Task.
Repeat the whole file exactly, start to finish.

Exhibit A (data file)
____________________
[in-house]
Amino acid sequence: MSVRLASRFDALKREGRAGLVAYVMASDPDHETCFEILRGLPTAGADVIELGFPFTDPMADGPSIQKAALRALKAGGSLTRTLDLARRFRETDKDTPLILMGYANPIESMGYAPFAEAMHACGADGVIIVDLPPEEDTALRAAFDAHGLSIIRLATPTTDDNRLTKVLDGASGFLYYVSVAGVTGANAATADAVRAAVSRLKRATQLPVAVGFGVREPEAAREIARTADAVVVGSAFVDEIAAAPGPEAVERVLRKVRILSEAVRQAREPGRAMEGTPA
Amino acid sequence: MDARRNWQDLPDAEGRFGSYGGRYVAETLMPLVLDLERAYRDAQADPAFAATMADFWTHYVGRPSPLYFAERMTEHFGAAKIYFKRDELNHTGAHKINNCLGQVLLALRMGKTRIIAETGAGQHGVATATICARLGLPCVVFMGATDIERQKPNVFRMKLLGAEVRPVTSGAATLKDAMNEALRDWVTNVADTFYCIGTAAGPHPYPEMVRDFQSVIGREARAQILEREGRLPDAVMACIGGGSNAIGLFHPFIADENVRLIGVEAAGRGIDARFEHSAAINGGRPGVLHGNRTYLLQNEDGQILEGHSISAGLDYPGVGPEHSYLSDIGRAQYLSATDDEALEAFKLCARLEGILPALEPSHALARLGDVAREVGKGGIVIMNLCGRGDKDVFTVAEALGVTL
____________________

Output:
[in-house]
Amino acid sequence: MSVRLASRFDALKREGRAGLVAYVMASDPDHETCFEILRGLPTAGADVIELGFPFTDPMADGPSIQKAALRALKAGGSLTRTLDLARRFRETDKDTPLILMGYANPIESMGYAPFAEAMHACGADGVIIVDLPPEEDTALRAAFDAHGLSIIRLATPTTDDNRLTKVLDGASGFLYYVSVAGVTGANAATADAVRAAVSRLKRATQLPVAVGFGVREPEAAREIARTADAVVVGSAFVDEIAAAPGPEAVERVLRKVRILSEAVRQAREPGRAMEGTPA
Amino acid sequence: MDARRNWQDLPDAEGRFGSYGGRYVAETLMPLVLDLERAYRDAQADPAFAATMADFWTHYVGRPSPLYFAERMTEHFGAAKIYFKRDELNHTGAHKINNCLGQVLLALRMGKTRIIAETGAGQHGVATATICARLGLPCVVFMGATDIERQKPNVFRMKLLGAEVRPVTSGAATLKDAMNEALRDWVTNVADTFYCIGTAAGPHPYPEMVRDFQSVIGREARAQILEREGRLPDAVMACIGGGSNAIGLFHPFIADENVRLIGVEAAGRGIDARFEHSAAINGGRPGVLHGNRTYLLQNEDGQILEGHSISAGLDYPGVGPEHSYLSDIGRAQYLSATDDEALEAFKLCARLEGILPALEPSHALARLGDVAREVGKGGIVIMNLCGRGDKDVFTVAEALGVTL